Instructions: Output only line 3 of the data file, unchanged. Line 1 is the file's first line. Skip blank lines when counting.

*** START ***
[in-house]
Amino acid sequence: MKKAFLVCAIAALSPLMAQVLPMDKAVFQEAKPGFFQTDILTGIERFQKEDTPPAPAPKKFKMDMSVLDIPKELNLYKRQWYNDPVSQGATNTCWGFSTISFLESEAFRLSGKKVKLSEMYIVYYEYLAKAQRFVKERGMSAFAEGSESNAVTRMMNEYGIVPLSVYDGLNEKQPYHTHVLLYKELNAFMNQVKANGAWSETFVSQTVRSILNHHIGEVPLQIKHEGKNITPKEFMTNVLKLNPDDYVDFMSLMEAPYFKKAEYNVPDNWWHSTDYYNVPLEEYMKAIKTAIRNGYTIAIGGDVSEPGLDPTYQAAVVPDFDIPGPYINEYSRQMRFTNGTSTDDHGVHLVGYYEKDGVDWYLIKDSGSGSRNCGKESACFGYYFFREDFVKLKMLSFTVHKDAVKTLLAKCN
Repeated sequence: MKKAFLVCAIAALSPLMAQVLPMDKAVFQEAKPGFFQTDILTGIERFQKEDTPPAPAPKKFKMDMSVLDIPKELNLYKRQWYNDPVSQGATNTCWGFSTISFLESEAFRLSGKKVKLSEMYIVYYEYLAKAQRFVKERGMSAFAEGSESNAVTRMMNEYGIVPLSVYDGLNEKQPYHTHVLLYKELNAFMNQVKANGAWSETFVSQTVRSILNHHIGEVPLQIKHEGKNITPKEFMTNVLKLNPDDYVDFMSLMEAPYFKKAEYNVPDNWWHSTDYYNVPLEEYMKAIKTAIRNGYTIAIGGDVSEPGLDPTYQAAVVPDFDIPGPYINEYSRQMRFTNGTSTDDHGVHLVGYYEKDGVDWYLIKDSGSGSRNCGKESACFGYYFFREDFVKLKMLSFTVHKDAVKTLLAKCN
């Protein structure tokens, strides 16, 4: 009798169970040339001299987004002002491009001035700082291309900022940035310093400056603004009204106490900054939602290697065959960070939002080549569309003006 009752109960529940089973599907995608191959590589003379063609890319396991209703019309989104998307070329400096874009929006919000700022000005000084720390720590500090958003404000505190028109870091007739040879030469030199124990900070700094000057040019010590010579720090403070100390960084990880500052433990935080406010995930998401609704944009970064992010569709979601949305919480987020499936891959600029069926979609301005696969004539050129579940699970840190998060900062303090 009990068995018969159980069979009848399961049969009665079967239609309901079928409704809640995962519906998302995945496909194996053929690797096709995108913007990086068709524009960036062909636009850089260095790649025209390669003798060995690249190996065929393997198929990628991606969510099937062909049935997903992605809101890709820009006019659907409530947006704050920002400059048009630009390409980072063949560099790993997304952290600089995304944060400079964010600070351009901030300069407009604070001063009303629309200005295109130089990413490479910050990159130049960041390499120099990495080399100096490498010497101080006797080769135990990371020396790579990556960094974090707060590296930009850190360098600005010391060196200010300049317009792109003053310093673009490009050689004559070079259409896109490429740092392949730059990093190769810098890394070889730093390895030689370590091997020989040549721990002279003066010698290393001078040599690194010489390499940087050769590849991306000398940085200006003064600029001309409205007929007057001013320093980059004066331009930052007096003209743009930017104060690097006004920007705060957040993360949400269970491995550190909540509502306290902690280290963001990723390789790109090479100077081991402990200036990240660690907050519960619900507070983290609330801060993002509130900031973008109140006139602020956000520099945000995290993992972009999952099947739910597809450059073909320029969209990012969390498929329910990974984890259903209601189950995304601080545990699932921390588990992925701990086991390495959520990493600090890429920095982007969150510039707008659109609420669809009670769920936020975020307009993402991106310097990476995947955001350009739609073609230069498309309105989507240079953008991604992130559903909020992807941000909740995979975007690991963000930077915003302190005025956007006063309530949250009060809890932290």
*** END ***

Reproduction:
Repeated sequence: MKKAFLVCAIAALSPLMAQVLPMDKAVFQEAKPGFFQTDILTGIERFQKEDTPPAPAPKKFKMDMSVLDIPKELNLYKRQWYNDPVSQGATNTCWGFSTISFLESEAFRLSGKKVKLSEMYIVYYEYLAKAQRFVKERGMSAFAEGSESNAVTRMMNEYGIVPLSVYDGLNEKQPYHTHVLLYKELNAFMNQVKANGAWSETFVSQTVRSILNHHIGEVPLQIKHEGKNITPKEFMTNVLKLNPDDYVDFMSLMEAPYFKKAEYNVPDNWWHSTDYYNVPLEEYMKAIKTAIRNGYTIAIGGDVSEPGLDPTYQAAVVPDFDIPGPYINEYSRQMRFTNGTSTDDHGVHLVGYYEKDGVDWYLIKDSGSGSRNCGKESACFGYYFFREDFVKLKMLSFTVHKDAVKTLLAKCN